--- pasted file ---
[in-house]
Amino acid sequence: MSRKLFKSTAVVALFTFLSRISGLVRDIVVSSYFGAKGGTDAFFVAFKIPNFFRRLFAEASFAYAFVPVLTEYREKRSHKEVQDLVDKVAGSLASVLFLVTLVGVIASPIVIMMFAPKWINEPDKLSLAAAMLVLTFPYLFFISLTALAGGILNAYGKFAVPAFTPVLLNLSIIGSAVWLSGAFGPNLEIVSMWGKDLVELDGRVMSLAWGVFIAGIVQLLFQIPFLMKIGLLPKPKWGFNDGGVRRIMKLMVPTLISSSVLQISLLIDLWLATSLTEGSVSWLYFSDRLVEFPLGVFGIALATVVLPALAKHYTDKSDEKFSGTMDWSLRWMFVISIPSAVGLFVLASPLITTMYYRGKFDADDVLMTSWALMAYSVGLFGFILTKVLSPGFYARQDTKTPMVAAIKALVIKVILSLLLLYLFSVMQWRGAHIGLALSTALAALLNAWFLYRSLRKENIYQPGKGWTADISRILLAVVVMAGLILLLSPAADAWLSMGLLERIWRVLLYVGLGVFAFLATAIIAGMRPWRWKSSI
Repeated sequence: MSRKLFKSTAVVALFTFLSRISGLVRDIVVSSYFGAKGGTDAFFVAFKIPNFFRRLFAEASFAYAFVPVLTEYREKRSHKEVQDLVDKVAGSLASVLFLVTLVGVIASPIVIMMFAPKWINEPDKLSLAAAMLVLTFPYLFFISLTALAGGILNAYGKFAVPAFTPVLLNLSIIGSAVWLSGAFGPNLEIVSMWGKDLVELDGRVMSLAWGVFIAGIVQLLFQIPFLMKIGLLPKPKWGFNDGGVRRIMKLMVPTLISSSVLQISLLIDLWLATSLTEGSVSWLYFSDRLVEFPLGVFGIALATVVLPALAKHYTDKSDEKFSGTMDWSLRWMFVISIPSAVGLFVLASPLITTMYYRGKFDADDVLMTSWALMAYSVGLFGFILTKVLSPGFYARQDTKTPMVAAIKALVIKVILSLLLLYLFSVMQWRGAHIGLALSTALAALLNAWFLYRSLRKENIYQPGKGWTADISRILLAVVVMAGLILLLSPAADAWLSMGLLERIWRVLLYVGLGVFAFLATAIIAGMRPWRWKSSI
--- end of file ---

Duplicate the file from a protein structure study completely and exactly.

[in-house]
Amino acid sequence: MSRKLFKSTAVVALFTFLSRISGLVRDIVVSSYFGAKGGTDAFFVAFKIPNFFRRLFAEASFAYAFVPVLTEYREKRSHKEVQDLVDKVAGSLASVLFLVTLVGVIASPIVIMMFAPKWINEPDKLSLAAAMLVLTFPYLFFISLTALAGGILNAYGKFAVPAFTPVLLNLSIIGSAVWLSGAFGPNLEIVSMWGKDLVELDGRVMSLAWGVFIAGIVQLLFQIPFLMKIGLLPKPKWGFNDGGVRRIMKLMVPTLISSSVLQISLLIDLWLATSLTEGSVSWLYFSDRLVEFPLGVFGIALATVVLPALAKHYTDKSDEKFSGTMDWSLRWMFVISIPSAVGLFVLASPLITTMYYRGKFDADDVLMTSWALMAYSVGLFGFILTKVLSPGFYARQDTKTPMVAAIKALVIKVILSLLLLYLFSVMQWRGAHIGLALSTALAALLNAWFLYRSLRKENIYQPGKGWTADISRILLAVVVMAGLILLLSPAADAWLSMGLLERIWRVLLYVGLGVFAFLATAIIAGMRPWRWKSSI
Repeated sequence: MSRKLFKSTAVVALFTFLSRISGLVRDIVVSSYFGAKGGTDAFFVAFKIPNFFRRLFAEASFAYAFVPVLTEYREKRSHKEVQDLVDKVAGSLASVLFLVTLVGVIASPIVIMMFAPKWINEPDKLSLAAAMLVLTFPYLFFISLTALAGGILNAYGKFAVPAFTPVLLNLSIIGSAVWLSGAFGPNLEIVSMWGKDLVELDGRVMSLAWGVFIAGIVQLLFQIPFLMKIGLLPKPKWGFNDGGVRRIMKLMVPTLISSSVLQISLLIDLWLATSLTEGSVSWLYFSDRLVEFPLGVFGIALATVVLPALAKHYTDKSDEKFSGTMDWSLRWMFVISIPSAVGLFVLASPLITTMYYRGKFDADDVLMTSWALMAYSVGLFGFILTKVLSPGFYARQDTKTPMVAAIKALVIKVILSLLLLYLFSVMQWRGAHIGLALSTALAALLNAWFLYRSLRKENIYQPGKGWTADISRILLAVVVMAGLILLLSPAADAWLSMGLLERIWRVLLYVGLGVFAFLATAIIAGMRPWRWKSSI